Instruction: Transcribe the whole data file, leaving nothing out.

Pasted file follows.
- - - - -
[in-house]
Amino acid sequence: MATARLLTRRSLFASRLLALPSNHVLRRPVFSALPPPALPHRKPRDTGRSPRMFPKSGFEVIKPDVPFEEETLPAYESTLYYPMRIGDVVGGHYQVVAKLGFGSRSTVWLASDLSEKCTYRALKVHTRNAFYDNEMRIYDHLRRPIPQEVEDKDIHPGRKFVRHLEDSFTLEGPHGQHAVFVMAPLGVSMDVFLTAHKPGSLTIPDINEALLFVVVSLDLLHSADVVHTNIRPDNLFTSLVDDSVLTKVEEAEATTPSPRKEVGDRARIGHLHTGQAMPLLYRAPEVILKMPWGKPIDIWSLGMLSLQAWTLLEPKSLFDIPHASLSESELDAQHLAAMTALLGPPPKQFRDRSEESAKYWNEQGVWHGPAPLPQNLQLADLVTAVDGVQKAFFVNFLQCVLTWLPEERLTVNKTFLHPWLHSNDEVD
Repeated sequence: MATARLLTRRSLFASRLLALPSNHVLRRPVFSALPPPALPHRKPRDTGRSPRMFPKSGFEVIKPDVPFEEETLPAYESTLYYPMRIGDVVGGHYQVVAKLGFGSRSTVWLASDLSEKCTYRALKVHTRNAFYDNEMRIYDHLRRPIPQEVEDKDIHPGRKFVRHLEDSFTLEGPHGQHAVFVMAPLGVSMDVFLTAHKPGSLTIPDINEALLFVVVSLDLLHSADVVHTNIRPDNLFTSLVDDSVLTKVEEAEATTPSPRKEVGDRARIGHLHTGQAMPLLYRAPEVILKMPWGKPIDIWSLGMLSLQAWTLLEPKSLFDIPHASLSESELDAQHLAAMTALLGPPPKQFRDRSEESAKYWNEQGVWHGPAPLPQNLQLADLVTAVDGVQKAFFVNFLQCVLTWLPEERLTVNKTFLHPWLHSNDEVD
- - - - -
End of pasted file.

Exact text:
[in-house]
Amino acid sequence: MATARLLTRRSLFASRLLALPSNHVLRRPVFSALPPPALPHRKPRDTGRSPRMFPKSGFEVIKPDVPFEEETLPAYESTLYYPMRIGDVVGGHYQVVAKLGFGSRSTVWLASDLSEKCTYRALKVHTRNAFYDNEMRIYDHLRRPIPQEVEDKDIHPGRKFVRHLEDSFTLEGPHGQHAVFVMAPLGVSMDVFLTAHKPGSLTIPDINEALLFVVVSLDLLHSADVVHTNIRPDNLFTSLVDDSVLTKVEEAEATTPSPRKEVGDRARIGHLHTGQAMPLLYRAPEVILKMPWGKPIDIWSLGMLSLQAWTLLEPKSLFDIPHASLSESELDAQHLAAMTALLGPPPKQFRDRSEESAKYWNEQGVWHGPAPLPQNLQLADLVTAVDGVQKAFFVNFLQCVLTWLPEERLTVNKTFLHPWLHSNDEVD
Repeated sequence: MATARLLTRRSLFASRLLALPSNHVLRRPVFSALPPPALPHRKPRDTGRSPRMFPKSGFEVIKPDVPFEEETLPAYESTLYYPMRIGDVVGGHYQVVAKLGFGSRSTVWLASDLSEKCTYRALKVHTRNAFYDNEMRIYDHLRRPIPQEVEDKDIHPGRKFVRHLEDSFTLEGPHGQHAVFVMAPLGVSMDVFLTAHKPGSLTIPDINEALLFVVVSLDLLHSADVVHTNIRPDNLFTSLVDDSVLTKVEEAEATTPSPRKEVGDRARIGHLHTGQAMPLLYRAPEVILKMPWGKPIDIWSLGMLSLQAWTLLEPKSLFDIPHASLSESELDAQHLAAMTALLGPPPKQFRDRSEESAKYWNEQGVWHGPAPLPQNLQLADLVTAVDGVQKAFFVNFLQCVLTWLPEERLTVNKTFLHPWLHSNDEVD